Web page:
12 August 2009

Send a message to the stars!

By
Cosmos Online
What would you like to say to aliens? That's the question COSMOS is asking of the people of Earth, as we give you the opportunity to send a text message to the nearest Earth-like planet.
Gliese 581d

Gliese 581d is the outlying planet in the Gliese 581 system, and orbits its parent star every 66.8 days. It may be covered by a large and deep ocean and is the first serious 'waterworld' candidate discovered beyond our Solar System. Credit: ESO

SYDNEY: What would you like to say to aliens? That’s the question COSMOS is asking of the people of Earth over the next two weeks, as we give you the opportunity to send a text message to the nearest Earth-like planet.

“It’s like a ‘message in a bottle’ cast out into the stars,” said Wilson da Silva, editor of COSMOS. “What’s interesting is not just whether there’s anyone listening, but what the public will say to intelligent life on another planet, given the opportunity.”

During Australia’s National Science week – from today until 5pm Sydney time (7am GMT) on Monday 24 August – the public can visit www.HelloFromEarth.net and post 160-character text messages to the nearest known Earth-like planet.

Message in a bottle

“We’ve secured incredible support from around the globe, including NASA – people are really excited about this,” added da Silva, who spoke at the launch of the project in Canberra today.

The planet in question, Gliese 581d (pronounced ‘glee-suh’), is one of more than 350 known exoplanets; which are worlds that orbit other stars.

What makes Gliese 581d special is that it’s one of the best contenders for extraterrestrial life outside our Solar System, given that it is in the habitable zone of its star. Planets in this zone are just the right distance for liquid water to potentially exist.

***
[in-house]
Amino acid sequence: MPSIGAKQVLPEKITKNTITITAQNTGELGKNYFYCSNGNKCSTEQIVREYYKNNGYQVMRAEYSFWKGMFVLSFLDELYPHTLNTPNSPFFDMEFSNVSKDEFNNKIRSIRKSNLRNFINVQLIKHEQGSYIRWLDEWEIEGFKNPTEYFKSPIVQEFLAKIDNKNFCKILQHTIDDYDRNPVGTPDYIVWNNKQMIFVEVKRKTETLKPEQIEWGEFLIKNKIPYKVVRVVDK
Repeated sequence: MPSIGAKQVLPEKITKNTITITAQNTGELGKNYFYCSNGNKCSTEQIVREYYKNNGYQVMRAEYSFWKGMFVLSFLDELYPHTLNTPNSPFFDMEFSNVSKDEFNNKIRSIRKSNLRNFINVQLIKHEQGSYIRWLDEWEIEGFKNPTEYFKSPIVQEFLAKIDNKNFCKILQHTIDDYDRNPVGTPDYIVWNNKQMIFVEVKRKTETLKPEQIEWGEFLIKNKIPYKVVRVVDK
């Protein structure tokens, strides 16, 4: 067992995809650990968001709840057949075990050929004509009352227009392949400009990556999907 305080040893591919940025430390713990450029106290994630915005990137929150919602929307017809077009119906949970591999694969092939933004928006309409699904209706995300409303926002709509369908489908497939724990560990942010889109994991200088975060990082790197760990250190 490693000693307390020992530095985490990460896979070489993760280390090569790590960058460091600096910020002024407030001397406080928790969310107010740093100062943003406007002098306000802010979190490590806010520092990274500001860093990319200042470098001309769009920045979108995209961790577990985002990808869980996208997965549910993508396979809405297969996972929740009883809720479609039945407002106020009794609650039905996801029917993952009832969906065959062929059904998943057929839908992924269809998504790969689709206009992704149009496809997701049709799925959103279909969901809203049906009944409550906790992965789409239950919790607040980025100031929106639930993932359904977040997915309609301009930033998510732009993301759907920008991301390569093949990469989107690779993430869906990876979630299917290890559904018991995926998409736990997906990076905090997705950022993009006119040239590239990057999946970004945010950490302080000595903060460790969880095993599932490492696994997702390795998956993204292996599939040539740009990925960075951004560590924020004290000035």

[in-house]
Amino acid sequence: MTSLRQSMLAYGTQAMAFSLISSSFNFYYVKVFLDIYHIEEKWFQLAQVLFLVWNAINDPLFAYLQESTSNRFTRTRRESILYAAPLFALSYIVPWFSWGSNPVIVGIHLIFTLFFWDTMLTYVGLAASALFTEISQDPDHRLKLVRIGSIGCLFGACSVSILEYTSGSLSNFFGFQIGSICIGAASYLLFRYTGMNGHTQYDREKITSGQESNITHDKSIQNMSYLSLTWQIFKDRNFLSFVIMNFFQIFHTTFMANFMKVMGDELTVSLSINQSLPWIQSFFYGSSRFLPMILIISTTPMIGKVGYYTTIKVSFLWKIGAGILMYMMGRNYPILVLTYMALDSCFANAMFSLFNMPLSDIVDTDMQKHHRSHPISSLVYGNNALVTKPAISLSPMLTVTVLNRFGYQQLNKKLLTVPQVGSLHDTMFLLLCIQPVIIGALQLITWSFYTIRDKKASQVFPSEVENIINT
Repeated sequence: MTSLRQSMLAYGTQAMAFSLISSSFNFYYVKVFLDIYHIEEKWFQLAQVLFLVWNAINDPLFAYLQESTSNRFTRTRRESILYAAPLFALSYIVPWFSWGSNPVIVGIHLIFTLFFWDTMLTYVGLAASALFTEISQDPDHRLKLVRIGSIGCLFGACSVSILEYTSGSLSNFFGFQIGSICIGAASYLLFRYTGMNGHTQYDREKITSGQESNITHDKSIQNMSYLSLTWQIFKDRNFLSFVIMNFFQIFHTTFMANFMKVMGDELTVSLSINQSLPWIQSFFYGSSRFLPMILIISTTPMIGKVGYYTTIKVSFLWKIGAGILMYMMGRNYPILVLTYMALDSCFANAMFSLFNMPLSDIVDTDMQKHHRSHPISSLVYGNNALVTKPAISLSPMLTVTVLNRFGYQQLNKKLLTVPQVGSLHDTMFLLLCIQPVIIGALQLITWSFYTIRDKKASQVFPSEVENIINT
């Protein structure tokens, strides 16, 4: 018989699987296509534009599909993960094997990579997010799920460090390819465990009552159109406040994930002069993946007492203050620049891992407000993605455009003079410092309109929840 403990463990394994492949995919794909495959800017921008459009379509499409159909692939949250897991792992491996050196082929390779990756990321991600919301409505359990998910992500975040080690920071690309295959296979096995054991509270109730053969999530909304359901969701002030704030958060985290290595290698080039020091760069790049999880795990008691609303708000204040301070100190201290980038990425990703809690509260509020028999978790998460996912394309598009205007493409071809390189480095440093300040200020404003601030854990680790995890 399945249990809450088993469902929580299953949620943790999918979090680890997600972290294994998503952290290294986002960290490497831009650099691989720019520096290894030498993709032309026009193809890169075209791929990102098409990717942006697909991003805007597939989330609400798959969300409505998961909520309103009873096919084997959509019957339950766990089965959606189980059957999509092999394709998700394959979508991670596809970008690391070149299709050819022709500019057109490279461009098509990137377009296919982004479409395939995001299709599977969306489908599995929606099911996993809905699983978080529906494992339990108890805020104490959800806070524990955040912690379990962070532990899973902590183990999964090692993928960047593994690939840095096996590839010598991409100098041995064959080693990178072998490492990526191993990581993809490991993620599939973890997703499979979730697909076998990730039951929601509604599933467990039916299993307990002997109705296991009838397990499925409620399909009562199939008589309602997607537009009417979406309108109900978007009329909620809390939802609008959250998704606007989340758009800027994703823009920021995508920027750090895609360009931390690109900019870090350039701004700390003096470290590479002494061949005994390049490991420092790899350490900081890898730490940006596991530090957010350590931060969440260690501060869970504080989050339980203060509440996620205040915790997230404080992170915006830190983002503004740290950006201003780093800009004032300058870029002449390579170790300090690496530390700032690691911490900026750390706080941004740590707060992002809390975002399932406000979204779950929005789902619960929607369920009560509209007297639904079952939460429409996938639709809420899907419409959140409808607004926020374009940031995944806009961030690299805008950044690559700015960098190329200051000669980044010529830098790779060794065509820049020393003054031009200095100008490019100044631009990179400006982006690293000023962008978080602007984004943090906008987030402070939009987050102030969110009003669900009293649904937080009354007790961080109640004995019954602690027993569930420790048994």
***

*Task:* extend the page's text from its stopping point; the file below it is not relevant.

Eight-times the size of Earth, it is classified as a ‘super Earth’, and is the “first serious waterworld candidate,” according to one of its discoverers, Stephane Udry from the Geneva observatory in Switzerland.

COSMOS and the Australian Government, with support provided by Questacon, CSIRO and NASA, will be beaming the messages from the Canberra Deep Space Communication Complex, in Tidbinbilla, on Friday 28 August. For more information click here.

Will we get a response?

Being about twenty light-years away, the messages must travel an astounding 192 trillion kilometres at the speed of light, to arrive at Gliese 581 in around December 2029. After this, the earliest we could expect a reply is 2051, unless any aliens who receive the message have a more advanced method of sending it back to us.

At the launch of National Science Week today, in Canberra, Senator Kim Carr, the minister for innovation, industry, science and research entered the first message, which read: “Hello from Australia on the planet we call Earth. These messages express our people’s dreams for the future. We want to share those dreams with you.”

“What better way to discover the limitless possibilities of science than to give Australians the opportunity to try to seek contact with other intelligent life forms,” Senator Carr said at the launch. “As a child I, like many Australians, stared up at the stars and wondered what was out there. Now science has allowed me to send a personal message that may answer that question.

Gliese 581d is the the nearest known Earth-like planet.

The Australian government’s chief scientist, Penny Sackett, left a message which said: “Our observations indicate that your planetary system is a low-mass star orbited by at least four planets, can you confirm?”

Sending out these cosmic calls encourages us to think about “the big questions of existence,” said Paul Davies of the SETI Institute and the BEYOND: Centre for Fundamental Concepts in Science at Arizona State University in the USA. These include: “what is life?”, “what is intelligence?” and “what is mankind’s place and destiny in the universe?”

Watch a video (left) of COSMOS editor, Wilson da Silva, and assistant editor, Jacqui Hayes, talking about the Hello From Earth project.

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